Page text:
Washington, DC -- Environmental and conservation organizations today released a green stimulus proposal that would create as many as 3.6 million jobs, reduce pollution, save energy, protect public health and safety, and restore the environment. The groups delivered their proposal for funding energy efficiency, renewable energy, public transportation, water infrastructure, national parks and public lands, education, and other environmental programs to the Obama transition team over the weekend and unveiled them on Capitol Hill today.
Shortly after the November election, President-elect Obama called for an economic recovery program “building wind farms and solar panels, fuel-efficient cars and the alternative energy technologies that can free us from our dependence on foreign oil and keep our economy competitive in the years ahead.” All 16 groups endorsing the proposal agree with the president-elect that our economic recovery hinges on making smart investments today that will protect our environment, restore our valuable natural resources, and set us on the path to a clean energy economy.
“President-elect Obama has the opportunity to not only create good jobs by making critically needed investments in energy, transportation, water and lands, but also to lay the foundation for a new 21st century economy,” said Rebecca Wodder of American Rivers. “We need smart investments to jumpstart the economy now and to keep our country competitive in the years ahead.”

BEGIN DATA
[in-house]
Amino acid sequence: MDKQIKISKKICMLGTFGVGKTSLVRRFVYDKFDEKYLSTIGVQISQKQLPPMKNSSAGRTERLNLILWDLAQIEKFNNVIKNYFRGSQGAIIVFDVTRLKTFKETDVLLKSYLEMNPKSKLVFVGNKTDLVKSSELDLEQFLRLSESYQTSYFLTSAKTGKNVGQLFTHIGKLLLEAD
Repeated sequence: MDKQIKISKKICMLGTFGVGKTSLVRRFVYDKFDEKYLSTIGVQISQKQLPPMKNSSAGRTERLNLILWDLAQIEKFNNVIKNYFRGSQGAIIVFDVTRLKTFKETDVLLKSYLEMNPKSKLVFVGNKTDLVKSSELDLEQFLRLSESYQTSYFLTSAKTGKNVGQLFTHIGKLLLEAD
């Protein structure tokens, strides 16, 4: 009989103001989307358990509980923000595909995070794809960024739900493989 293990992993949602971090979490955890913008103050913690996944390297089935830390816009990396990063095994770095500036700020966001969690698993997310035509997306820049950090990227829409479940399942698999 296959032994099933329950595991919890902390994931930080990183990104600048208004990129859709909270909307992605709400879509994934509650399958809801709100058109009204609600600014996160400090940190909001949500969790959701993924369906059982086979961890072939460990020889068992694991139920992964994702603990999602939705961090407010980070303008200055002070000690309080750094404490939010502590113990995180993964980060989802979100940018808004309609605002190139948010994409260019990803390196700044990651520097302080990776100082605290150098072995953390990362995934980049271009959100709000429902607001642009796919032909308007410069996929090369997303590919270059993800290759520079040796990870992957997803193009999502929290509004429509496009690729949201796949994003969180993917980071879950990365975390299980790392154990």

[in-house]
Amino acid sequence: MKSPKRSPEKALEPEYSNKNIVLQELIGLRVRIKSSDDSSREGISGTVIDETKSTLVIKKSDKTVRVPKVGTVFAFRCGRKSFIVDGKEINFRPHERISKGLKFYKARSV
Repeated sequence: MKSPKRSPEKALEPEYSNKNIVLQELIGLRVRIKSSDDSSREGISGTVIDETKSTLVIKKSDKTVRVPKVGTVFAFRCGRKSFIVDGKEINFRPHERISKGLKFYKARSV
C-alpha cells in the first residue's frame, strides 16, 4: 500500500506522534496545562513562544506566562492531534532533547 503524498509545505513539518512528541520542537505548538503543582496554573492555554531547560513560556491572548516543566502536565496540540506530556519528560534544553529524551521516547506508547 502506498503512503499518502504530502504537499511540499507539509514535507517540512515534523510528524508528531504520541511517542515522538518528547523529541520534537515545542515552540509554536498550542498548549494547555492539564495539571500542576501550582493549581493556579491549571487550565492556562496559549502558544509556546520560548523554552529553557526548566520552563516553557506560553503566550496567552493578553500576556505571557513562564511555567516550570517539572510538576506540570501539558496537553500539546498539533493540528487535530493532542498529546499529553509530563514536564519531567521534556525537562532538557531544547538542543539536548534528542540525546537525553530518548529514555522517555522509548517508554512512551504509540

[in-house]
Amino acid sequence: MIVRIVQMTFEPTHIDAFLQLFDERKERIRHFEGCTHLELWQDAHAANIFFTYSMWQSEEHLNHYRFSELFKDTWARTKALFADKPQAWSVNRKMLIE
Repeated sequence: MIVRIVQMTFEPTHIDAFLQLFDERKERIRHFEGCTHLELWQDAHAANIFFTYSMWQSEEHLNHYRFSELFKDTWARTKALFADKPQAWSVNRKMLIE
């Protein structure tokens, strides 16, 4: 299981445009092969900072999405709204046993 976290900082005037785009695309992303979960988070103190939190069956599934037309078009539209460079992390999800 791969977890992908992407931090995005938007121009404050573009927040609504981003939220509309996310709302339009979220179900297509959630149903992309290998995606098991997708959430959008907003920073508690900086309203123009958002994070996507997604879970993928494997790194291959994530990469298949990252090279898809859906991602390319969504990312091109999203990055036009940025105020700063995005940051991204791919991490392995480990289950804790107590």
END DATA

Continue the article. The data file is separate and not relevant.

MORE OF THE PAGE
Addressing global warming and shifting America to clean energy is a top priority of many of the groups involved in the green economic recovery proposal. Burning fossil fuels to power, our homes, industry, and transportation is responsible for 80 percent of U.S. global warming pollution. Scientists agree that to avert catastrophic global warming America and the rest of the world must dramatically reduce global warming pollution by mid-century.
“President-elect Obama recognizes that with the challenge of rebuilding the economy comes the opportunity to repower America with clean, homegrown energy like wind and solar,” said Anna Aurilio of Environment America. “Investing now in clean energy, energy efficiency, and smarter transportation is key to improving our energy security, solving global warming, and jump-starting our economy.”
The groups’ proposal would help President-elect Obama fulfill his promise to make public buildings more energy-efficient, and even make federal buildings energy generators by installing solar panels on their roofs. The groups also called for extending clean energy tax credits, weatherizing a million U.S. homes, and updating public transit with new lower-carbon vehicles.
“Efficiency is the quickest, cheapest, cleanest way to reduce global warming pollution and has vast potential to create jobs and stimulate the economy,” said Jim Presswood of the Natural Resources Defense Council.
Approximately 30 percent of U.S. global warming pollution and 60 percent of U.S. oil consumption is due to transportation. Rather than spending money on new roads, the groups recommend investing in green transportation projects and addressing America’s billion-dollar backlog in road and bridge maintenance. Maintenance and rehabilitation create more jobs than new road construction and do so without increasing oil consumption and global warming emissions.